LOS ANGELES • The Martian blasted off with a massive US$55 million (S$78.8 million) over the weekend, nearly surpassing another space-based adventure, Gravity, as the highest-grossing October debut in history.
The Ridley Scott release was bolstered by rapturous reviews, with critics calling the picture among the director's best and heaping praise on Matt Damon's performance as an astronaut stranded on the Red Planet.
It marks the second-best launch of Scott's career, behind only Hannibal's US$58-million debut in 2001, and the second-best premiere for Damon, trailing The Bourne Ultimatum's US$69.3- million bow in 2007.
"It's going to hold up really well," said Mr Phil Contrino, vice- president and chief analyst at BoxOffice.com. "It's got everything. It's got suspense, action, heart and humour, and the ending is really satisfying. People will walk out of the theatre and talk it up to their friends."
Twentieth Century Fox backed the US$108-million production and pushed the film out to 3,831 theatres. It was a blessed rollout. In addition to the strong notices, media reports about the possible discovery of water on Mars kept the distant planet front-and-centre in people's minds.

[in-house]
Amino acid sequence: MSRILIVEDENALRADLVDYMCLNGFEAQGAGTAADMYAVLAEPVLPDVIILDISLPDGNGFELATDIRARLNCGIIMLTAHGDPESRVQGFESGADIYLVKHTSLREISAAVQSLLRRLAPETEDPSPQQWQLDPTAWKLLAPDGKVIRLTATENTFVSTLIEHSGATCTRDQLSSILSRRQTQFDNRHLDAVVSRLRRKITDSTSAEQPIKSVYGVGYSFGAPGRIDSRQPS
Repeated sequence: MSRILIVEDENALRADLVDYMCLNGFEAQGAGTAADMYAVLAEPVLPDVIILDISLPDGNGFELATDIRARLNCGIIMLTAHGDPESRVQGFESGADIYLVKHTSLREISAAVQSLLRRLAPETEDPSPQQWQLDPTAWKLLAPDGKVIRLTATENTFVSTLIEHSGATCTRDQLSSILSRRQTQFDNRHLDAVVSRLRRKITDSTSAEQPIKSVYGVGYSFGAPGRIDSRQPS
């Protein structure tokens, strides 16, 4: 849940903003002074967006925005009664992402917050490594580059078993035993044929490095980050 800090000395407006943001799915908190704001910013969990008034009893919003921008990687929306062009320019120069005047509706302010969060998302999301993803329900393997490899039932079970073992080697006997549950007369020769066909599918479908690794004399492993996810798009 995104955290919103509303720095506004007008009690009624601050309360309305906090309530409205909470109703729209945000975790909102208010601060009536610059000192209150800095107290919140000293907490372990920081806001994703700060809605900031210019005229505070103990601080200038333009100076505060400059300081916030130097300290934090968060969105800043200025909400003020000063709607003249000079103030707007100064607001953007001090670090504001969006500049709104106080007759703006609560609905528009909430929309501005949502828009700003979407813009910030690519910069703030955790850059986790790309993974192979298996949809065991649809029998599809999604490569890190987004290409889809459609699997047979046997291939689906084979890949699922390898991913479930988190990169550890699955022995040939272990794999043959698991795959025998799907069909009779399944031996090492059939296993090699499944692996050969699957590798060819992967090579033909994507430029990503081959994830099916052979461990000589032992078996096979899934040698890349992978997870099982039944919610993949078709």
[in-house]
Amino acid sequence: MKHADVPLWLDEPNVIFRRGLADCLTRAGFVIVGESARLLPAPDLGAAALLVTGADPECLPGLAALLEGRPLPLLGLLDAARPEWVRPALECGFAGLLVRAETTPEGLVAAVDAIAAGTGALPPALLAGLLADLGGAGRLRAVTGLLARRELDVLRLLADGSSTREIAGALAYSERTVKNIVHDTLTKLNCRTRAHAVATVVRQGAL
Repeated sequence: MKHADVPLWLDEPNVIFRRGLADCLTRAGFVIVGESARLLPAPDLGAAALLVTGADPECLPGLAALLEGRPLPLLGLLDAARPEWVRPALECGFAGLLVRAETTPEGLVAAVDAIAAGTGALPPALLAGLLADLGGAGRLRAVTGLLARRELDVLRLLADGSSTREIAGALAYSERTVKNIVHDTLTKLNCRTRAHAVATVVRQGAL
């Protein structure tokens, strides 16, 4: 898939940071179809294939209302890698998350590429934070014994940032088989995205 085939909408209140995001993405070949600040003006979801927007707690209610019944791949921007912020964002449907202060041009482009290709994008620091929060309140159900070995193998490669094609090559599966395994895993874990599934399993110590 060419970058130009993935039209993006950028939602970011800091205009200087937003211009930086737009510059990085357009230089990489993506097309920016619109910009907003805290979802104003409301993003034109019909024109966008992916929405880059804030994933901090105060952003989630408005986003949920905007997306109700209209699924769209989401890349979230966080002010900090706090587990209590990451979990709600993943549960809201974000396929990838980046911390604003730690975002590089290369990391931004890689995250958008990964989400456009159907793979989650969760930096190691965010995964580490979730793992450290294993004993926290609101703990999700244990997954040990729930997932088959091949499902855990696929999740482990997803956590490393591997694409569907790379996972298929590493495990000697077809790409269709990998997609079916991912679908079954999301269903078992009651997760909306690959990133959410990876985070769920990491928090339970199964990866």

"You can't make this stuff up," said Mr Chris Aronson, Fox's domestic distribution chief. "The fact that there was the announcement on the same week as our film just excites people. Human beings are just interested in other-worldly things right now."
Going into the weekend, most analysts expected the film would do US$45-million worth of business. Its numbers fall just short of Gravity's US$55.8-million debut, but there were a number of factors that prevented The Martian from toppling that picture.
Gravity had the benefit of several Imax locations, which were being held exclusively for Sony's The Walk, depriving The Martian of some healthy surcharges.
It did get a nice boost in 3-D screenings, which accounted for 46 per cent of receipts, and premium large formats, which made up 11 per cent of the total.